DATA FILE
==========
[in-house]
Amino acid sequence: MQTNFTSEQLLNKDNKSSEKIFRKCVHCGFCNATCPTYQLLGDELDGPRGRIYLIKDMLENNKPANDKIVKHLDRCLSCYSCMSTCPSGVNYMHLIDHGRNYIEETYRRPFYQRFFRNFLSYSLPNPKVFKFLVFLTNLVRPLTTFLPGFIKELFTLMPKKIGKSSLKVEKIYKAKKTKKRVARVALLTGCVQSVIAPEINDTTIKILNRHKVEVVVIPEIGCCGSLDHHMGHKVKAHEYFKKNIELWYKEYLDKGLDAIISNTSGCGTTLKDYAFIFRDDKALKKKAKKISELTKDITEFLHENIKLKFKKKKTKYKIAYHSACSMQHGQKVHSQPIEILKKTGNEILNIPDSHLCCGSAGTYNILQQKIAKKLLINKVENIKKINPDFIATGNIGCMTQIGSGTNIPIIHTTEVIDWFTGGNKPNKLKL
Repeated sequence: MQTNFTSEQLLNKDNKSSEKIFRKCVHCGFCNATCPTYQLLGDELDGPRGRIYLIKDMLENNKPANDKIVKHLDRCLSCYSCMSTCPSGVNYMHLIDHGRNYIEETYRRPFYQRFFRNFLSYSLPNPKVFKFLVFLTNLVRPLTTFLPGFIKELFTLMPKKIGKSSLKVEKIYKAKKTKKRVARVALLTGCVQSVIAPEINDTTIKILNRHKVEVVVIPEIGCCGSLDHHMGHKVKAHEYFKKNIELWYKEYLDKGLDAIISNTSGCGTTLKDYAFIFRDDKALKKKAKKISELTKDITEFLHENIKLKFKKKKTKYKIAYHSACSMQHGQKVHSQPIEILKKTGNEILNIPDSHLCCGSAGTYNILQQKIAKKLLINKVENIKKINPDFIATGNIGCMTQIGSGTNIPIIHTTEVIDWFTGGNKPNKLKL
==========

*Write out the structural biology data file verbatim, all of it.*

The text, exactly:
[in-house]
Amino acid sequence: MQTNFTSEQLLNKDNKSSEKIFRKCVHCGFCNATCPTYQLLGDELDGPRGRIYLIKDMLENNKPANDKIVKHLDRCLSCYSCMSTCPSGVNYMHLIDHGRNYIEETYRRPFYQRFFRNFLSYSLPNPKVFKFLVFLTNLVRPLTTFLPGFIKELFTLMPKKIGKSSLKVEKIYKAKKTKKRVARVALLTGCVQSVIAPEINDTTIKILNRHKVEVVVIPEIGCCGSLDHHMGHKVKAHEYFKKNIELWYKEYLDKGLDAIISNTSGCGTTLKDYAFIFRDDKALKKKAKKISELTKDITEFLHENIKLKFKKKKTKYKIAYHSACSMQHGQKVHSQPIEILKKTGNEILNIPDSHLCCGSAGTYNILQQKIAKKLLINKVENIKKINPDFIATGNIGCMTQIGSGTNIPIIHTTEVIDWFTGGNKPNKLKL
Repeated sequence: MQTNFTSEQLLNKDNKSSEKIFRKCVHCGFCNATCPTYQLLGDELDGPRGRIYLIKDMLENNKPANDKIVKHLDRCLSCYSCMSTCPSGVNYMHLIDHGRNYIEETYRRPFYQRFFRNFLSYSLPNPKVFKFLVFLTNLVRPLTTFLPGFIKELFTLMPKKIGKSSLKVEKIYKAKKTKKRVARVALLTGCVQSVIAPEINDTTIKILNRHKVEVVVIPEIGCCGSLDHHMGHKVKAHEYFKKNIELWYKEYLDKGLDAIISNTSGCGTTLKDYAFIFRDDKALKKKAKKISELTKDITEFLHENIKLKFKKKKTKYKIAYHSACSMQHGQKVHSQPIEILKKTGNEILNIPDSHLCCGSAGTYNILQQKIAKKLLINKVENIKKINPDFIATGNIGCMTQIGSGTNIPIIHTTEVIDWFTGGNKPNKLKL